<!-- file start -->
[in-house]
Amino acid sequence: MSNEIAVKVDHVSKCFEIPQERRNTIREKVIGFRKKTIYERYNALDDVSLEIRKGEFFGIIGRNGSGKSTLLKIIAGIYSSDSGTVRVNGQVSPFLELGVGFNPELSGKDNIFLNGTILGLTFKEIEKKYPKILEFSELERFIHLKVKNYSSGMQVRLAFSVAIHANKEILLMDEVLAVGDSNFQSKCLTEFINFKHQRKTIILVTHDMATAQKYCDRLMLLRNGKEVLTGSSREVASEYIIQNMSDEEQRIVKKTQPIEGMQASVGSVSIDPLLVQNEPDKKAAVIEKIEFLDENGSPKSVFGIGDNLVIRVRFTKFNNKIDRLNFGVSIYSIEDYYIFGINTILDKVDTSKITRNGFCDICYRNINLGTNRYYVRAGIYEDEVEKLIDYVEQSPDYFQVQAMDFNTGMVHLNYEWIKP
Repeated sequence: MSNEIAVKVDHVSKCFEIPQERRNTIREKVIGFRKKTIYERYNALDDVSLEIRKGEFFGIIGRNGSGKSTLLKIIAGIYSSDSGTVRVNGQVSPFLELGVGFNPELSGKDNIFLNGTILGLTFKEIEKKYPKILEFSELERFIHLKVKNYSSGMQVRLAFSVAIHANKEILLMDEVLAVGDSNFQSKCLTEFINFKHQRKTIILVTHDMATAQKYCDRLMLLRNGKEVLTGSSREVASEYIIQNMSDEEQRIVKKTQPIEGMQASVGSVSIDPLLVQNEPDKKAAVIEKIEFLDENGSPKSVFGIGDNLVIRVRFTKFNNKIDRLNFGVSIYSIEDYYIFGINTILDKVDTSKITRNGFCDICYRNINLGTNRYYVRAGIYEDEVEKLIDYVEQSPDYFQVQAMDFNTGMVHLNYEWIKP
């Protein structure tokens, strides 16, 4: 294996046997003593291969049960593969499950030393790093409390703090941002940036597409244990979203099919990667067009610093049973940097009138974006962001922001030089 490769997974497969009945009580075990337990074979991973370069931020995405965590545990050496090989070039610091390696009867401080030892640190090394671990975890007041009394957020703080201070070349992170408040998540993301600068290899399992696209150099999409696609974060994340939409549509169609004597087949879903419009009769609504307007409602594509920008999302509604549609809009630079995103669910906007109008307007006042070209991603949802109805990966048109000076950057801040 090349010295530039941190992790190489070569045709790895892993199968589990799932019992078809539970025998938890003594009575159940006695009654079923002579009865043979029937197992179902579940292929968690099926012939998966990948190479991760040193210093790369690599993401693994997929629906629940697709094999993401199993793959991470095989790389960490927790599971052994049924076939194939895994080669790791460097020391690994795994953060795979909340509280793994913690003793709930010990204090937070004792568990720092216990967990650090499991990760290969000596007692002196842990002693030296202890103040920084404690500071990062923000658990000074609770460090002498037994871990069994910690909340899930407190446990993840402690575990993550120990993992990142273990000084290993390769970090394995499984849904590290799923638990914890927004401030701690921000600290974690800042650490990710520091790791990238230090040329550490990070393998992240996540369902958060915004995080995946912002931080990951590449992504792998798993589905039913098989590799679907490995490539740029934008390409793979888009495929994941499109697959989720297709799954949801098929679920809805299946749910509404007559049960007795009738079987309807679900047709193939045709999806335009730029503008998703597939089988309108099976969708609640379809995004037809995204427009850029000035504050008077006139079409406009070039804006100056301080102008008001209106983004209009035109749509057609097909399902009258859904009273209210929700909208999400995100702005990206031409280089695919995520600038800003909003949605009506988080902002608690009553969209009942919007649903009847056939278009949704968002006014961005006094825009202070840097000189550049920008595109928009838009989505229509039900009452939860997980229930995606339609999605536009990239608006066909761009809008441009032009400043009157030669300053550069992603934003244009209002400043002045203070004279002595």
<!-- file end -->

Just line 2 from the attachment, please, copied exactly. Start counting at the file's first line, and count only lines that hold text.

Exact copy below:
Amino acid sequence: MSNEIAVKVDHVSKCFEIPQERRNTIREKVIGFRKKTIYERYNALDDVSLEIRKGEFFGIIGRNGSGKSTLLKIIAGIYSSDSGTVRVNGQVSPFLELGVGFNPELSGKDNIFLNGTILGLTFKEIEKKYPKILEFSELERFIHLKVKNYSSGMQVRLAFSVAIHANKEILLMDEVLAVGDSNFQSKCLTEFINFKHQRKTIILVTHDMATAQKYCDRLMLLRNGKEVLTGSSREVASEYIIQNMSDEEQRIVKKTQPIEGMQASVGSVSIDPLLVQNEPDKKAAVIEKIEFLDENGSPKSVFGIGDNLVIRVRFTKFNNKIDRLNFGVSIYSIEDYYIFGINTILDKVDTSKITRNGFCDICYRNINLGTNRYYVRAGIYEDEVEKLIDYVEQSPDYFQVQAMDFNTGMVHLNYEWIKP